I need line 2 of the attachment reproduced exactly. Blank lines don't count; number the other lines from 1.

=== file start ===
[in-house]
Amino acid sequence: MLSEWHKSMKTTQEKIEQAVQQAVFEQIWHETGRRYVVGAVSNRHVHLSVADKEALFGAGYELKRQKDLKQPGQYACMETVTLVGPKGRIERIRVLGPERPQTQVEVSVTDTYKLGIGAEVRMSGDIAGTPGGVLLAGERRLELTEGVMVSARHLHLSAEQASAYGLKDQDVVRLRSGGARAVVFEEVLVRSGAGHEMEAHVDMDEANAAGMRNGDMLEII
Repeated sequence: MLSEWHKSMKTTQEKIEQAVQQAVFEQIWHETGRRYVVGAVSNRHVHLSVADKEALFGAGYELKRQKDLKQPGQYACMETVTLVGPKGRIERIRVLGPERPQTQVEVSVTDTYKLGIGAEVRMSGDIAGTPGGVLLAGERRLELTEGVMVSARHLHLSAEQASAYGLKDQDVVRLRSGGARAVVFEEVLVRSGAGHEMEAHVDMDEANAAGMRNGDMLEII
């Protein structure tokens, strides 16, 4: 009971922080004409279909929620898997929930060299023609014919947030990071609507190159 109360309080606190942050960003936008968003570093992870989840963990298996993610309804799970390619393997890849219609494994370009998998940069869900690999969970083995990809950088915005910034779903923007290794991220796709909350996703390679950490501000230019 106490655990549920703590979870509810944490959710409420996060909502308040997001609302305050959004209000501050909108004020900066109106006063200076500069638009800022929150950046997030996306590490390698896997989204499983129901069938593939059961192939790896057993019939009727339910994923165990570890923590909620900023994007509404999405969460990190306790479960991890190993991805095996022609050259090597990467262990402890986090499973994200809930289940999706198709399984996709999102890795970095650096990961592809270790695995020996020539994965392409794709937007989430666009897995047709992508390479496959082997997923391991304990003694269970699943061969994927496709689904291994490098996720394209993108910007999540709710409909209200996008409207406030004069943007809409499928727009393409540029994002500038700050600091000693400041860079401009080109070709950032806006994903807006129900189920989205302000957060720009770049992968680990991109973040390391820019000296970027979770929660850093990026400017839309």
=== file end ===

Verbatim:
Amino acid sequence: MLSEWHKSMKTTQEKIEQAVQQAVFEQIWHETGRRYVVGAVSNRHVHLSVADKEALFGAGYELKRQKDLKQPGQYACMETVTLVGPKGRIERIRVLGPERPQTQVEVSVTDTYKLGIGAEVRMSGDIAGTPGGVLLAGERRLELTEGVMVSARHLHLSAEQASAYGLKDQDVVRLRSGGARAVVFEEVLVRSGAGHEMEAHVDMDEANAAGMRNGDMLEII